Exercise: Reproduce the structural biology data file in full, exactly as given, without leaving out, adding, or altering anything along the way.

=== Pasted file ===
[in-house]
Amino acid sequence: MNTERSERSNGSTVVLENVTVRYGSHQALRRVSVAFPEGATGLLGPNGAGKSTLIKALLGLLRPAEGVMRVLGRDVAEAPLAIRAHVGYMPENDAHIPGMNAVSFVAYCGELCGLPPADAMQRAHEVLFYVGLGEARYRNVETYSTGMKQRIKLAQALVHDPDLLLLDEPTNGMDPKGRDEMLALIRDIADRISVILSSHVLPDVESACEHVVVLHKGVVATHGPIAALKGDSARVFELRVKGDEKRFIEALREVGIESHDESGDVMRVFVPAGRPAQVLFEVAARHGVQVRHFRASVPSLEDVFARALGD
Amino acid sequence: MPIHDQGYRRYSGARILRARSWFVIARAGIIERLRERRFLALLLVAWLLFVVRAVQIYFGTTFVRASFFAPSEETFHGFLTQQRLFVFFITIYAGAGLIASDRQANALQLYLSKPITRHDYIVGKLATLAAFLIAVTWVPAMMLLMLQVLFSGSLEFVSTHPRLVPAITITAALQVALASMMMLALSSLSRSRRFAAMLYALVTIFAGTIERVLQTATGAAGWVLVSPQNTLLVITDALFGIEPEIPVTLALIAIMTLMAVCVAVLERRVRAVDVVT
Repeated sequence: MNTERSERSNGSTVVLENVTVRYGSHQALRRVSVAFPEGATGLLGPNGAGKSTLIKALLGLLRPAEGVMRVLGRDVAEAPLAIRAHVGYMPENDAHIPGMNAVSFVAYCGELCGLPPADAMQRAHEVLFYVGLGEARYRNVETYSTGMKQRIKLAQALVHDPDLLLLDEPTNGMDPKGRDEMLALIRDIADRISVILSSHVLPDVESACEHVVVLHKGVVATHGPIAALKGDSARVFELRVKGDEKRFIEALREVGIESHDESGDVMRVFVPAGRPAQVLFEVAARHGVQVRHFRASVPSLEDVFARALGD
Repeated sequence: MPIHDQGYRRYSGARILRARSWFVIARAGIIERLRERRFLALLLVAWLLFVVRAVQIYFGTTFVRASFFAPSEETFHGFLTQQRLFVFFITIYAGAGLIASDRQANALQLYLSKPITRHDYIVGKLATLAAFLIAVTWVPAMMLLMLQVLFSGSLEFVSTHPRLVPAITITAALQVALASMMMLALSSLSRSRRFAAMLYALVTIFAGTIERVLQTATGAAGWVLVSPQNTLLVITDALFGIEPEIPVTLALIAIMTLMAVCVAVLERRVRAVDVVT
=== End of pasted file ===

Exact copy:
[in-house]
Amino acid sequence: MNTERSERSNGSTVVLENVTVRYGSHQALRRVSVAFPEGATGLLGPNGAGKSTLIKALLGLLRPAEGVMRVLGRDVAEAPLAIRAHVGYMPENDAHIPGMNAVSFVAYCGELCGLPPADAMQRAHEVLFYVGLGEARYRNVETYSTGMKQRIKLAQALVHDPDLLLLDEPTNGMDPKGRDEMLALIRDIADRISVILSSHVLPDVESACEHVVVLHKGVVATHGPIAALKGDSARVFELRVKGDEKRFIEALREVGIESHDESGDVMRVFVPAGRPAQVLFEVAARHGVQVRHFRASVPSLEDVFARALGD
Amino acid sequence: MPIHDQGYRRYSGARILRARSWFVIARAGIIERLRERRFLALLLVAWLLFVVRAVQIYFGTTFVRASFFAPSEETFHGFLTQQRLFVFFITIYAGAGLIASDRQANALQLYLSKPITRHDYIVGKLATLAAFLIAVTWVPAMMLLMLQVLFSGSLEFVSTHPRLVPAITITAALQVALASMMMLALSSLSRSRRFAAMLYALVTIFAGTIERVLQTATGAAGWVLVSPQNTLLVITDALFGIEPEIPVTLALIAIMTLMAVCVAVLERRVRAVDVVT
Repeated sequence: MNTERSERSNGSTVVLENVTVRYGSHQALRRVSVAFPEGATGLLGPNGAGKSTLIKALLGLLRPAEGVMRVLGRDVAEAPLAIRAHVGYMPENDAHIPGMNAVSFVAYCGELCGLPPADAMQRAHEVLFYVGLGEARYRNVETYSTGMKQRIKLAQALVHDPDLLLLDEPTNGMDPKGRDEMLALIRDIADRISVILSSHVLPDVESACEHVVVLHKGVVATHGPIAALKGDSARVFELRVKGDEKRFIEALREVGIESHDESGDVMRVFVPAGRPAQVLFEVAARHGVQVRHFRASVPSLEDVFARALGD
Repeated sequence: MPIHDQGYRRYSGARILRARSWFVIARAGIIERLRERRFLALLLVAWLLFVVRAVQIYFGTTFVRASFFAPSEETFHGFLTQQRLFVFFITIYAGAGLIASDRQANALQLYLSKPITRHDYIVGKLATLAAFLIAVTWVPAMMLLMLQVLFSGSLEFVSTHPRLVPAITITAALQVALASMMMLALSSLSRSRRFAAMLYALVTIFAGTIERVLQTATGAAGWVLVSPQNTLLVITDALFGIEPEIPVTLALIAIMTLMAVCVAVLERRVRAVDVVT